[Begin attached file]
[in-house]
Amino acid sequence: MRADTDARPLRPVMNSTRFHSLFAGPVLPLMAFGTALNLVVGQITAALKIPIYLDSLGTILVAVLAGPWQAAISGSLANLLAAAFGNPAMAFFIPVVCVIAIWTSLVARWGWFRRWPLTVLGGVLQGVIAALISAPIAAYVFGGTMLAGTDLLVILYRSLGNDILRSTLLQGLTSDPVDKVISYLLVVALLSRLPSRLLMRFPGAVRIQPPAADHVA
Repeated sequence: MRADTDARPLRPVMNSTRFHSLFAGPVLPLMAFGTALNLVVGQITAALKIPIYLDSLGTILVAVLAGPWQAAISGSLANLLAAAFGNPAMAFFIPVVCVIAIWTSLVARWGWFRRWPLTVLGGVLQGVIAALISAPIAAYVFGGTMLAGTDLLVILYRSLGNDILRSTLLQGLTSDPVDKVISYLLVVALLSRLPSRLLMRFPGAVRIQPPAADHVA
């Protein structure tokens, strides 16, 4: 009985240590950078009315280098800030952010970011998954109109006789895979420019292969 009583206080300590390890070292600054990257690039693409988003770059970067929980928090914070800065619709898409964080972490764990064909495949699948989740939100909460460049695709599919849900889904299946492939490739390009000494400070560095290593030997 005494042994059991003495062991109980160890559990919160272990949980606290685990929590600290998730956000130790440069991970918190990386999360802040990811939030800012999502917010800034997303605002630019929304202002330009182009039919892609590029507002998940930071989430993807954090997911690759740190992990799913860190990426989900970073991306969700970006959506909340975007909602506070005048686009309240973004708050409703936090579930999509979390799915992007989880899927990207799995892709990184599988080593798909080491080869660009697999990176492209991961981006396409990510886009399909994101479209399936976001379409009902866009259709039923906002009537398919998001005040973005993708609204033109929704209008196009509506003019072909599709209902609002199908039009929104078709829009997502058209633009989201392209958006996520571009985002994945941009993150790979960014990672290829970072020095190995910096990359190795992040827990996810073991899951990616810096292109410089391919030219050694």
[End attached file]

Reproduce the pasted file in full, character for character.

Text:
[in-house]
Amino acid sequence: MRADTDARPLRPVMNSTRFHSLFAGPVLPLMAFGTALNLVVGQITAALKIPIYLDSLGTILVAVLAGPWQAAISGSLANLLAAAFGNPAMAFFIPVVCVIAIWTSLVARWGWFRRWPLTVLGGVLQGVIAALISAPIAAYVFGGTMLAGTDLLVILYRSLGNDILRSTLLQGLTSDPVDKVISYLLVVALLSRLPSRLLMRFPGAVRIQPPAADHVA
Repeated sequence: MRADTDARPLRPVMNSTRFHSLFAGPVLPLMAFGTALNLVVGQITAALKIPIYLDSLGTILVAVLAGPWQAAISGSLANLLAAAFGNPAMAFFIPVVCVIAIWTSLVARWGWFRRWPLTVLGGVLQGVIAALISAPIAAYVFGGTMLAGTDLLVILYRSLGNDILRSTLLQGLTSDPVDKVISYLLVVALLSRLPSRLLMRFPGAVRIQPPAADHVA
């Protein structure tokens, strides 16, 4: 009985240590950078009315280098800030952010970011998954109109006789895979420019292969 009583206080300590390890070292600054990257690039693409988003770059970067929980928090914070800065619709898409964080972490764990064909495949699948989740939100909460460049695709599919849900889904299946492939490739390009000494400070560095290593030997 005494042994059991003495062991109980160890559990919160272990949980606290685990929590600290998730956000130790440069991970918190990386999360802040990811939030800012999502917010800034997303605002630019929304202002330009182009039919892609590029507002998940930071989430993807954090997911690759740190992990799913860190990426989900970073991306969700970006959506909340975007909602506070005048686009309240973004708050409703936090579930999509979390799915992007989880899927990207799995892709990184599988080593798909080491080869660009697999990176492209991961981006396409990510886009399909994101479209399936976001379409009902866009259709039923906002009537398919998001005040973005993708609204033109929704209008196009509506003019072909599709209902609002199908039009929104078709829009997502058209633009989201392209958006996520571009985002994945941009993150790979960014990672290829970072020095190995910096990359190795992040827990996810073991899951990616810096292109410089391919030219050694």